A big surge in energy costs pushed producer prices (search) up a steep 0.7 percent last month but underlying price pressures were subdued, a government report showed on Tuesday.

The Labor Department (search) said the jump in its producer price index (search), a measure of prices received by farms, factories and refineries, was the biggest since a matching energy-led gain in November.

But outside of volatile food and energy costs, producer prices advanced a mild 0.1 percent for the second straight month, which could help allay inflation concerns stoked by lofty oil prices.

While the increase in overall producer prices was slightly higher than the 0.6 percent expected on Wall Street, the rise in so-called core prices came in a tick below expectations.

Energy prices shot up 3.3 percent in March, the biggest jump since October, with gasoline prices up 5.3 percent, home heating oil up 15.7 percent and residential natural gas up 2.3 percent. Food prices advance 0.3 percent.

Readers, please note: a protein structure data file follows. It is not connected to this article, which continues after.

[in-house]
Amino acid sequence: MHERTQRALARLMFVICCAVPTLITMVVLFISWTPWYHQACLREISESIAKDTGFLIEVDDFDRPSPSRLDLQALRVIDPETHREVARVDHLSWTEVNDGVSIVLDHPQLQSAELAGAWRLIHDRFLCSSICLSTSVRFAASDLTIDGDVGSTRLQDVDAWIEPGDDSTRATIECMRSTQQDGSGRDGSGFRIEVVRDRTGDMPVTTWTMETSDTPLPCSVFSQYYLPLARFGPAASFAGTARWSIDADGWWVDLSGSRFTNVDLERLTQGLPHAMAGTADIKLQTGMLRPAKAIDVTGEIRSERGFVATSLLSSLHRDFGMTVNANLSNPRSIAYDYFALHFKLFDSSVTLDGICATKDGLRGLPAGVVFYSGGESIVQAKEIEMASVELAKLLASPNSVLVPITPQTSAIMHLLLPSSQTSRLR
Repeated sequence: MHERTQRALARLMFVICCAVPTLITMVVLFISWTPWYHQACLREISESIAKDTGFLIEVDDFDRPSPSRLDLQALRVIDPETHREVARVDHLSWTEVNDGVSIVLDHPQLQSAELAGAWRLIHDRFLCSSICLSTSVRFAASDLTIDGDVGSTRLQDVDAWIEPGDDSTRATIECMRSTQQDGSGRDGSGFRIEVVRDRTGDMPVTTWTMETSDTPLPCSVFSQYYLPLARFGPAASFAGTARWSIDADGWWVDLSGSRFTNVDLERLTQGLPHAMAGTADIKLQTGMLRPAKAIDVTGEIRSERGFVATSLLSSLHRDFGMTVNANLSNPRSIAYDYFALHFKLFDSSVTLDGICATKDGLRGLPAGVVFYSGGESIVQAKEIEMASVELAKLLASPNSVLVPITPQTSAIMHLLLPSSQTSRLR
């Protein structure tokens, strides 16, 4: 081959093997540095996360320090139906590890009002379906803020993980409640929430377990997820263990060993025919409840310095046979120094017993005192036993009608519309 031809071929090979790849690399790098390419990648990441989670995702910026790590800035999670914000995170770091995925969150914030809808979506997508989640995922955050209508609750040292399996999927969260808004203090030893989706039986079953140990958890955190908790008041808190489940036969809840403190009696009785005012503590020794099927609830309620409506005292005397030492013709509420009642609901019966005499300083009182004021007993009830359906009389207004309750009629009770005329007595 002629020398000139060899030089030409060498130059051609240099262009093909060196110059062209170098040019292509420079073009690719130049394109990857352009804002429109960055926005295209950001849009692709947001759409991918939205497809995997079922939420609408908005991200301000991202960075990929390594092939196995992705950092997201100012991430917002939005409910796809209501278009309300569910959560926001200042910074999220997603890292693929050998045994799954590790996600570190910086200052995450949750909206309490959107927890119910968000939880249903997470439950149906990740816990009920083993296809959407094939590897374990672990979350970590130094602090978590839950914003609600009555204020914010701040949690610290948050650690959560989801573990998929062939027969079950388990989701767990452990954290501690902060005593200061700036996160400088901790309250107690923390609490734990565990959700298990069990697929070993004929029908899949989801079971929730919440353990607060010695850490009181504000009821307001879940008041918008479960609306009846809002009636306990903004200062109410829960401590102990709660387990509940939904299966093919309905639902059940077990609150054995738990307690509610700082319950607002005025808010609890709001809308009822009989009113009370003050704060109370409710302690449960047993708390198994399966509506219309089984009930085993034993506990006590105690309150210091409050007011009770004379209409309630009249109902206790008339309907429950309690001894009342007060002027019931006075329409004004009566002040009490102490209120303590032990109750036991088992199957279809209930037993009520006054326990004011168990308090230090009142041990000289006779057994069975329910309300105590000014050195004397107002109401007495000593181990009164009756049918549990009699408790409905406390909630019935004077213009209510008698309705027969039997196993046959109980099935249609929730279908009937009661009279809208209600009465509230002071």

Over the past 12 months, producer prices have risen a sharp 4.9 percent — the biggest year-on-year gain since November — as oil prices have pushed higher.

Oil prices hit a record high above $58 a barrel early this month, but quickly retreated. Some analysts expect some energy price relief when the April producer price report is released.

Prices for cars, light trucks and SUVs slipped 0.2 percent last month, the second consecutive monthly drop, while the cost for computers plunged 3.4 percent.

The cost of business capital equipment contributed to the pickup in overall producer prices (search), rising 0.3 percent — a turnaround from a February drop.